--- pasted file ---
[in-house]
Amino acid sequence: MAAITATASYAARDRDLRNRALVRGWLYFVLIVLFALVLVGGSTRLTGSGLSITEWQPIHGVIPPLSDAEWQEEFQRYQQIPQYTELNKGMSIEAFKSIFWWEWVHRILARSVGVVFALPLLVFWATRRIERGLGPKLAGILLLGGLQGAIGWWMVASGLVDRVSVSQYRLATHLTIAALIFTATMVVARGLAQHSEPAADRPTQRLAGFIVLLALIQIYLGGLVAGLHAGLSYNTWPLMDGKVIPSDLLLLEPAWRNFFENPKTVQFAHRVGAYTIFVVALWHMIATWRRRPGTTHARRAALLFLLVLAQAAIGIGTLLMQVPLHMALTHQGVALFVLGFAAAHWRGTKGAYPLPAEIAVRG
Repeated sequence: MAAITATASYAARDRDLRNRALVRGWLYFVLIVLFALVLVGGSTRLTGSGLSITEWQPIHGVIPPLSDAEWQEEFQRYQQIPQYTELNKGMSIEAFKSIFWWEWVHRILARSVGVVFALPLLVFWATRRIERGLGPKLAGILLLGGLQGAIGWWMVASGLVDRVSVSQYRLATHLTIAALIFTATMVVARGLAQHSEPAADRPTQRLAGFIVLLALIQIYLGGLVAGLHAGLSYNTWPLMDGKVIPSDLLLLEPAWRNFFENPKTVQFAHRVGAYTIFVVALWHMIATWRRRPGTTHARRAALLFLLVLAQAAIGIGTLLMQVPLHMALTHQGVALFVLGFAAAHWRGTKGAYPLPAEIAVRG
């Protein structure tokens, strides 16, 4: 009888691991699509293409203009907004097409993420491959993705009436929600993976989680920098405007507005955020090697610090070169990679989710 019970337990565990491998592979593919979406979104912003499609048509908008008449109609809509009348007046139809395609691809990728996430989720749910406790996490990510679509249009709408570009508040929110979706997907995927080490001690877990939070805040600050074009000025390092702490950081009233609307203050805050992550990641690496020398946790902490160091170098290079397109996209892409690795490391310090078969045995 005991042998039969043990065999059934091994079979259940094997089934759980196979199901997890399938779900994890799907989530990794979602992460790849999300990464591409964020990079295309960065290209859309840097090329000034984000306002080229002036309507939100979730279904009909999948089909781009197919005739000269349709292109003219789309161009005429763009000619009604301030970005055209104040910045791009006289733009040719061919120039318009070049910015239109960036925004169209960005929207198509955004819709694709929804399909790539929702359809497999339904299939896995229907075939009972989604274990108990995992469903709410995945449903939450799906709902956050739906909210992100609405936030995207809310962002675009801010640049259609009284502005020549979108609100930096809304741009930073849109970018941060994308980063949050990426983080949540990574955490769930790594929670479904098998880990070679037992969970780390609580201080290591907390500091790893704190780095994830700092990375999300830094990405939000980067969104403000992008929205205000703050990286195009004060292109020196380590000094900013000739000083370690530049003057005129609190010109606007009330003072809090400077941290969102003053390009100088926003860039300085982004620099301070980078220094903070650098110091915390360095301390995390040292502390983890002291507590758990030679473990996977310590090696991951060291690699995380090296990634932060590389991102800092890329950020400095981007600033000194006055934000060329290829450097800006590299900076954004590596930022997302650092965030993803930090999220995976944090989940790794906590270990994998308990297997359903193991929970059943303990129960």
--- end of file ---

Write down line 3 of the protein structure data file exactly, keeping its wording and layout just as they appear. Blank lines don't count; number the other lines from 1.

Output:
Repeated sequence: MAAITATASYAARDRDLRNRALVRGWLYFVLIVLFALVLVGGSTRLTGSGLSITEWQPIHGVIPPLSDAEWQEEFQRYQQIPQYTELNKGMSIEAFKSIFWWEWVHRILARSVGVVFALPLLVFWATRRIERGLGPKLAGILLLGGLQGAIGWWMVASGLVDRVSVSQYRLATHLTIAALIFTATMVVARGLAQHSEPAADRPTQRLAGFIVLLALIQIYLGGLVAGLHAGLSYNTWPLMDGKVIPSDLLLLEPAWRNFFENPKTVQFAHRVGAYTIFVVALWHMIATWRRRPGTTHARRAALLFLLVLAQAAIGIGTLLMQVPLHMALTHQGVALFVLGFAAAHWRGTKGAYPLPAEIAVRG